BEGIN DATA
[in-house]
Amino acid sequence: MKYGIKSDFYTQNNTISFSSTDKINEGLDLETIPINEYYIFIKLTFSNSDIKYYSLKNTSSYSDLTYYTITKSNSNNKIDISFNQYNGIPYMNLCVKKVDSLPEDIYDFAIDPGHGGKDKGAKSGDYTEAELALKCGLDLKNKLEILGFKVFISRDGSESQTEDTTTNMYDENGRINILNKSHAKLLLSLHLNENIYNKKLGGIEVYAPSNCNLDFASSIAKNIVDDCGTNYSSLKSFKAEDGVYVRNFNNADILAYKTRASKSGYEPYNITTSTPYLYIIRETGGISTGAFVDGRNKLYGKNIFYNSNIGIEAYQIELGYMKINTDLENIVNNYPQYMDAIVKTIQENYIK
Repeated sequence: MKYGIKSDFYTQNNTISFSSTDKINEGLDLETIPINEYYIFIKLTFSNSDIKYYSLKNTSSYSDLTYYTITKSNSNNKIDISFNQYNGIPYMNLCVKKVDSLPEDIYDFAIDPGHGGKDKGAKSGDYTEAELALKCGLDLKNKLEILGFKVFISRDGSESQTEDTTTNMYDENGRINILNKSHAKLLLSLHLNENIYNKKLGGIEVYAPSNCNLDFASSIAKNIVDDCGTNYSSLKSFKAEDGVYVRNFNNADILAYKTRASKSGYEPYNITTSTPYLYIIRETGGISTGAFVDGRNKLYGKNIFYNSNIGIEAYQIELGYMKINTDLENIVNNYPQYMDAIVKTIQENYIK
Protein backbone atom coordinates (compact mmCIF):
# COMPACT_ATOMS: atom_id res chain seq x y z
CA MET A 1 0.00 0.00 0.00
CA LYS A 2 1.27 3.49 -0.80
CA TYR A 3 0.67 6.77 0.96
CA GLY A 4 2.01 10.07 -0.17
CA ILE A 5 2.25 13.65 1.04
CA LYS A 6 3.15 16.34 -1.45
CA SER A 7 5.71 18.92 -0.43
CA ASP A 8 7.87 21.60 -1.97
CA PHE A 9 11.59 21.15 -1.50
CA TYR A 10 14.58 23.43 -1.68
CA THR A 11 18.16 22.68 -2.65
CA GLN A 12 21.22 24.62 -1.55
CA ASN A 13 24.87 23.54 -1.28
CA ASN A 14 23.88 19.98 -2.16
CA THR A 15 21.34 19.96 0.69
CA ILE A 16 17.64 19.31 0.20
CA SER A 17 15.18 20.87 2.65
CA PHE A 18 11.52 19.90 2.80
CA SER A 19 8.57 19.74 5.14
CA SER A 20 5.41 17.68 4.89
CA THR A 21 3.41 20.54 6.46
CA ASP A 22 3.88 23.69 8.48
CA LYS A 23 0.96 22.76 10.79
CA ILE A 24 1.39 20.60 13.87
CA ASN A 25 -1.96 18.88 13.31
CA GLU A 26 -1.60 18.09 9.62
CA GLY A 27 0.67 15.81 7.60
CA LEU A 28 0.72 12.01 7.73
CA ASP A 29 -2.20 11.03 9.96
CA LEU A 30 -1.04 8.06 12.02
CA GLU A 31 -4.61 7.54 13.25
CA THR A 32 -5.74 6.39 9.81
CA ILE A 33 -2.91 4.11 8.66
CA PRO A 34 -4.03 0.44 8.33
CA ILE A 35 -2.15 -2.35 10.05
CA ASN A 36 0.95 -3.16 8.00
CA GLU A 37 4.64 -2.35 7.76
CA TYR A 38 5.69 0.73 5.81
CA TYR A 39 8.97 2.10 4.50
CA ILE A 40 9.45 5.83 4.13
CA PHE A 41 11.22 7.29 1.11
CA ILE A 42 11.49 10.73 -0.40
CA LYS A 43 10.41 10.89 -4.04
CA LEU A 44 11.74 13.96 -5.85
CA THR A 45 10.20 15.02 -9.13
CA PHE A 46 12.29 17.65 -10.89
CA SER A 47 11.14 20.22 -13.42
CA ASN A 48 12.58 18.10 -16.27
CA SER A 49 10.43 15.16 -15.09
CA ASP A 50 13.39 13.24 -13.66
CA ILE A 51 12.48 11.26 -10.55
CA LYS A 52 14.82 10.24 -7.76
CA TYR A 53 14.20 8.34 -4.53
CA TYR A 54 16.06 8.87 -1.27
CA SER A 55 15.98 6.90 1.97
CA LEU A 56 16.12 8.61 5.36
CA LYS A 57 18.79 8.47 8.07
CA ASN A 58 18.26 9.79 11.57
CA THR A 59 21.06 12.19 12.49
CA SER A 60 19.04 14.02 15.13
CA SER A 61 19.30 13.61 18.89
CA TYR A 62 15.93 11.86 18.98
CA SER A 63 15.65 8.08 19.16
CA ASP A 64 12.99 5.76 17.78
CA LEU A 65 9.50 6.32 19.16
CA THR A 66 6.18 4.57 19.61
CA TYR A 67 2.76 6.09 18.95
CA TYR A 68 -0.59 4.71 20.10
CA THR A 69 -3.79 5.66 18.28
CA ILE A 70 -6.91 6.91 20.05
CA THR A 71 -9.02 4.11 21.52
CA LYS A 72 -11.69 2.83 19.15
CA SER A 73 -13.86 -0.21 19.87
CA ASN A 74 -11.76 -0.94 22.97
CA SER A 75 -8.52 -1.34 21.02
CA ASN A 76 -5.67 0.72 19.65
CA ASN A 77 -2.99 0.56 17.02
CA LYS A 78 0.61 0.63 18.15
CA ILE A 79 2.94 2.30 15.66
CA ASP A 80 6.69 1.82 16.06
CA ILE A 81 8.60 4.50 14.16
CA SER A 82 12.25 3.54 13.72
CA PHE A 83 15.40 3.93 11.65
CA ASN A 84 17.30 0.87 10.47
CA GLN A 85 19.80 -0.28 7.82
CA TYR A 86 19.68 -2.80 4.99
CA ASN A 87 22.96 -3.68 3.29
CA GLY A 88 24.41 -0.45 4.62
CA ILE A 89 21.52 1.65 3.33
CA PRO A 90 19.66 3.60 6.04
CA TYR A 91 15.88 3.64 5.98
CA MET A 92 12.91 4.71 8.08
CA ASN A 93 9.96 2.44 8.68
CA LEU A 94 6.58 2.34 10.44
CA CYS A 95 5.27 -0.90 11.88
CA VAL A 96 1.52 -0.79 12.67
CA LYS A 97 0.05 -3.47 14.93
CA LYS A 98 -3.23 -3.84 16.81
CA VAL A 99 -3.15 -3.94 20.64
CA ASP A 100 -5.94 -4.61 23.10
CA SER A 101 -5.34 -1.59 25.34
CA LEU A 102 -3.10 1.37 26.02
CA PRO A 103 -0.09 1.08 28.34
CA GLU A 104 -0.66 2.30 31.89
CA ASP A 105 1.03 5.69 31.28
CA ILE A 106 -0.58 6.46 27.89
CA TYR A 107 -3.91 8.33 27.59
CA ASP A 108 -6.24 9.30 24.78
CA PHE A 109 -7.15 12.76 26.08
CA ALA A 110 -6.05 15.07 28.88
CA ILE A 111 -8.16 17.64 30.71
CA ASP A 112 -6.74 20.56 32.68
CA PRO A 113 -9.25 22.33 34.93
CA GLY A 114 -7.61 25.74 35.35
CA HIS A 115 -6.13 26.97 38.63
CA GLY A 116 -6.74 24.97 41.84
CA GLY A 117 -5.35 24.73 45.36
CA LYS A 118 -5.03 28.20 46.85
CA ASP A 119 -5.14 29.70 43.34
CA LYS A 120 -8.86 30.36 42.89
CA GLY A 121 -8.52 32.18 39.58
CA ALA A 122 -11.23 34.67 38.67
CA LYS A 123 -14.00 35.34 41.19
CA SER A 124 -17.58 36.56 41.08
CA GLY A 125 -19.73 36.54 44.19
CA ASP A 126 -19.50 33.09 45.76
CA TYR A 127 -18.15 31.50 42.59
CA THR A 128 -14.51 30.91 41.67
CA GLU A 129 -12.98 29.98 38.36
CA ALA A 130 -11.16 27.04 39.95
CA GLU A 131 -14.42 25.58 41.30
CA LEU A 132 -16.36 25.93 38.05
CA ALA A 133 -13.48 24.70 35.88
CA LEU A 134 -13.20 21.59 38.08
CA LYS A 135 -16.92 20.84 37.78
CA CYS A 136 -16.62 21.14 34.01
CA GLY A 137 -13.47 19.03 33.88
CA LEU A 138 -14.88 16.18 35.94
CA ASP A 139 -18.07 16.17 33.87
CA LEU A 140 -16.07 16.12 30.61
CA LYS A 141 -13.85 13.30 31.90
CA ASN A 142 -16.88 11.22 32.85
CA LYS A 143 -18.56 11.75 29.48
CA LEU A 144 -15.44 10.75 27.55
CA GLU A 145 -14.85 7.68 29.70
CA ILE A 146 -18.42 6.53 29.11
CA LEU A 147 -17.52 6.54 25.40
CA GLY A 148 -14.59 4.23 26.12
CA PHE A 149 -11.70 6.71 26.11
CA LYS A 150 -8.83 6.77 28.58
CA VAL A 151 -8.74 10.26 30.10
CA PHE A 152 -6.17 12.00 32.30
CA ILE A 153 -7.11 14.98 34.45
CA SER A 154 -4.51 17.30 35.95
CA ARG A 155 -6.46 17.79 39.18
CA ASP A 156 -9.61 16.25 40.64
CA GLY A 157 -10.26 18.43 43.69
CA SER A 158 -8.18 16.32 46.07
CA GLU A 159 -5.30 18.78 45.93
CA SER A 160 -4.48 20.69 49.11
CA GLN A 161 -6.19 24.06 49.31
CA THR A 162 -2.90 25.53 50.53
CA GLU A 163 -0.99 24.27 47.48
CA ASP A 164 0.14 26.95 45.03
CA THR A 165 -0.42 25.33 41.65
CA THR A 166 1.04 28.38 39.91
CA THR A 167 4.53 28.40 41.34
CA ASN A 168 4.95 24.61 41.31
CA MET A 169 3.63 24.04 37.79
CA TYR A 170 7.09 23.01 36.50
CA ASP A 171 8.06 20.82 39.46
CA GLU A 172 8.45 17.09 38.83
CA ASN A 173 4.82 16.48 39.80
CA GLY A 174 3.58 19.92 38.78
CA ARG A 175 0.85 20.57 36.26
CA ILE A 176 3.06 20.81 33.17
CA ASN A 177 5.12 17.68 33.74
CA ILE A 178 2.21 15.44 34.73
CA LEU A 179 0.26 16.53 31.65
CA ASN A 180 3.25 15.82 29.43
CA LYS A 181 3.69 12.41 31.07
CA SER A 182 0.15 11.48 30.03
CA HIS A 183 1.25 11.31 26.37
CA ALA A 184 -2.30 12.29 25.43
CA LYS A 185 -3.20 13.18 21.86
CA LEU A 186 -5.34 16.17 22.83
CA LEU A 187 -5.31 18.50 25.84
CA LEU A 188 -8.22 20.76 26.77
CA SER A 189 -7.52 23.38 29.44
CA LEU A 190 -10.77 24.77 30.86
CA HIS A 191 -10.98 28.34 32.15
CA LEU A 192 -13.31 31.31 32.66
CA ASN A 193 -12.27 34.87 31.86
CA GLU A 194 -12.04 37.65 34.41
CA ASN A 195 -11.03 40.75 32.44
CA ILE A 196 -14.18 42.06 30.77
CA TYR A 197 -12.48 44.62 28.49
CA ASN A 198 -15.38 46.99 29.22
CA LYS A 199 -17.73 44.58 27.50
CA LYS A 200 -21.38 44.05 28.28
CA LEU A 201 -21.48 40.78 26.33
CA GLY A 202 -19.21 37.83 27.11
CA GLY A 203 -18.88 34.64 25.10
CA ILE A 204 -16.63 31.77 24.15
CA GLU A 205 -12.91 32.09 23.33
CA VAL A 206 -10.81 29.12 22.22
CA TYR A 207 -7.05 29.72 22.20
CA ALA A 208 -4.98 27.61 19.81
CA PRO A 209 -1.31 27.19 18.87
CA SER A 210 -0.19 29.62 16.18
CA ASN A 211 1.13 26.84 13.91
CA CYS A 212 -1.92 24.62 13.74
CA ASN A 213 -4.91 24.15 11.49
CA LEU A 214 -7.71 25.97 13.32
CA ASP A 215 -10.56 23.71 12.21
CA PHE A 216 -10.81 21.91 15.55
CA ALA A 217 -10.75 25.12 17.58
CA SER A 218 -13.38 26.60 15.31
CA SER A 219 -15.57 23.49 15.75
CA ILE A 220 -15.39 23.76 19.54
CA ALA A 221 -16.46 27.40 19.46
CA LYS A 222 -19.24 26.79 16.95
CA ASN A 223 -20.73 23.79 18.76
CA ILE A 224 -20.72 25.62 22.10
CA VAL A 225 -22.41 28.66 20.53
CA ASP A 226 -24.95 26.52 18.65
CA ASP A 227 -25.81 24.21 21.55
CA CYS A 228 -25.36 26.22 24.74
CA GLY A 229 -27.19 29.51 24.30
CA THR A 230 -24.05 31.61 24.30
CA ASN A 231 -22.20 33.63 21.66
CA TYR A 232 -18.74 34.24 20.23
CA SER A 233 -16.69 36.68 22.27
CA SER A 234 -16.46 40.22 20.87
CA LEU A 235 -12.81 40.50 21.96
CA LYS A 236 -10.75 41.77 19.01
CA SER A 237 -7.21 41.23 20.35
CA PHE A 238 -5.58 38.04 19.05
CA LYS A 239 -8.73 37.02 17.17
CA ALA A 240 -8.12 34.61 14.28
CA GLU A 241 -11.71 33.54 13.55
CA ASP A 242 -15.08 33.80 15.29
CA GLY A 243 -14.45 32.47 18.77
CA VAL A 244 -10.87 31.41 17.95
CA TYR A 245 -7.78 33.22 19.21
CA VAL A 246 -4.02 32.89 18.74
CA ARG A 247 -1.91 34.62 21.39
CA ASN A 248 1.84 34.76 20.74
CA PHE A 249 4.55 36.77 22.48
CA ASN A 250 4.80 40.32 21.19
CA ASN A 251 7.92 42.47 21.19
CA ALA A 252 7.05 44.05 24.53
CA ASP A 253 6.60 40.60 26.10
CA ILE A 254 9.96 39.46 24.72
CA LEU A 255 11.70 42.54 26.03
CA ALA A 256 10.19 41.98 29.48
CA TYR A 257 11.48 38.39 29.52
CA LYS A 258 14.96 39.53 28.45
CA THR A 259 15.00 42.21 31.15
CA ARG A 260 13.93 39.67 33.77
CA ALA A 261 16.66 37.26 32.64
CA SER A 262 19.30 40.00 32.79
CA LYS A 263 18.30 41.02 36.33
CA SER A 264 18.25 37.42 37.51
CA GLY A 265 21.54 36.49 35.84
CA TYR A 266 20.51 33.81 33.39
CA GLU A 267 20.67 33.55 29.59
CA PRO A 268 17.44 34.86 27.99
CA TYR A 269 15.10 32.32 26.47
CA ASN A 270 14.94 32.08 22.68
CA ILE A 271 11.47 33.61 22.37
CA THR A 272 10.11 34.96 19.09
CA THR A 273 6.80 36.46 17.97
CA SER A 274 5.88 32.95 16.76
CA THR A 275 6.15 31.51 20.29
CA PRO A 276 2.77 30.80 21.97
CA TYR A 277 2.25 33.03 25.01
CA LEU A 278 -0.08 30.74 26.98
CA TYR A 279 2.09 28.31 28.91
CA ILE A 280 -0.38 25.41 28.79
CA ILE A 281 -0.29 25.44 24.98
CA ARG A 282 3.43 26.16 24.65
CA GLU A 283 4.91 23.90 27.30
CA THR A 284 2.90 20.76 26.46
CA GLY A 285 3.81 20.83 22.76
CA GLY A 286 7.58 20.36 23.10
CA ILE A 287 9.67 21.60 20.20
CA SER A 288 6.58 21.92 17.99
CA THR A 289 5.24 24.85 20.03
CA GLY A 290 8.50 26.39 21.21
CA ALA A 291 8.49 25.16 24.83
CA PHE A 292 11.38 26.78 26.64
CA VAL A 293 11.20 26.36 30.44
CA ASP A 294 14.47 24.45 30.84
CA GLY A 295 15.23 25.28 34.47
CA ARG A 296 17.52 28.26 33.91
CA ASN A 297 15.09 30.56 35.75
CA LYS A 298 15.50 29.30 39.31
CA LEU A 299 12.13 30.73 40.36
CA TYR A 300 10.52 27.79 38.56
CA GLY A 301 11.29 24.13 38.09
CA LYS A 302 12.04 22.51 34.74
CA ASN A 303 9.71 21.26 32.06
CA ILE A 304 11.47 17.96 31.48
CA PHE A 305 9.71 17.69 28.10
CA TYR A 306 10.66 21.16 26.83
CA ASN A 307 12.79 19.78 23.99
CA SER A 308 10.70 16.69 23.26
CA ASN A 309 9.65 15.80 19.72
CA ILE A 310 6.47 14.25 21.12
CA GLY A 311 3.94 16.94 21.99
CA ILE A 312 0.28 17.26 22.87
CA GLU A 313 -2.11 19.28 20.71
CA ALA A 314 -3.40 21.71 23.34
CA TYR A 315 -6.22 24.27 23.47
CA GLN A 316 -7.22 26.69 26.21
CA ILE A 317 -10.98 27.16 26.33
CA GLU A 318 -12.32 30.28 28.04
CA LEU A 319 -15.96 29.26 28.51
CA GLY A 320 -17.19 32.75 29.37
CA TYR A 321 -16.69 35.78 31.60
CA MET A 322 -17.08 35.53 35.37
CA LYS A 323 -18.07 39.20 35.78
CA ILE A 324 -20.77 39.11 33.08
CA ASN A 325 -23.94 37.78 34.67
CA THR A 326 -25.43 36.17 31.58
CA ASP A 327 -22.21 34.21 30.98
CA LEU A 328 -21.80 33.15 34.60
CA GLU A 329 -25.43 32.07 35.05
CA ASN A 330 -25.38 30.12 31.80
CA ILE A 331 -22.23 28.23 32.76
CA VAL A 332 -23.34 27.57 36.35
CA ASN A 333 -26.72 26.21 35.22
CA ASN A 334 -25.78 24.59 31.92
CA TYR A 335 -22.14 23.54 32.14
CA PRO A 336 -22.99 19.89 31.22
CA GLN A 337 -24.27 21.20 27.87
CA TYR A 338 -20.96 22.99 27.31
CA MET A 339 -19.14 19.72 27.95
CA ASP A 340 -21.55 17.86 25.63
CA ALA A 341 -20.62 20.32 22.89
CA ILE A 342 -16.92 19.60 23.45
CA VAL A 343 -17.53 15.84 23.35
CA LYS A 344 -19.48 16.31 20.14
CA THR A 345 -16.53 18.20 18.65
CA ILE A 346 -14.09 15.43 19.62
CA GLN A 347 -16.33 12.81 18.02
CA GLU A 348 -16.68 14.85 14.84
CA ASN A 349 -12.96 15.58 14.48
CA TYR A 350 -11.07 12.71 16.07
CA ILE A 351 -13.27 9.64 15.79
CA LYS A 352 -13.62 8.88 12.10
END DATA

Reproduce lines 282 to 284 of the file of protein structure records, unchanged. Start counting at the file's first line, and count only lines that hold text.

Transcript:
CA TYR A 277 2.25 33.03 25.01
CA LEU A 278 -0.08 30.74 26.98
CA TYR A 279 2.09 28.31 28.91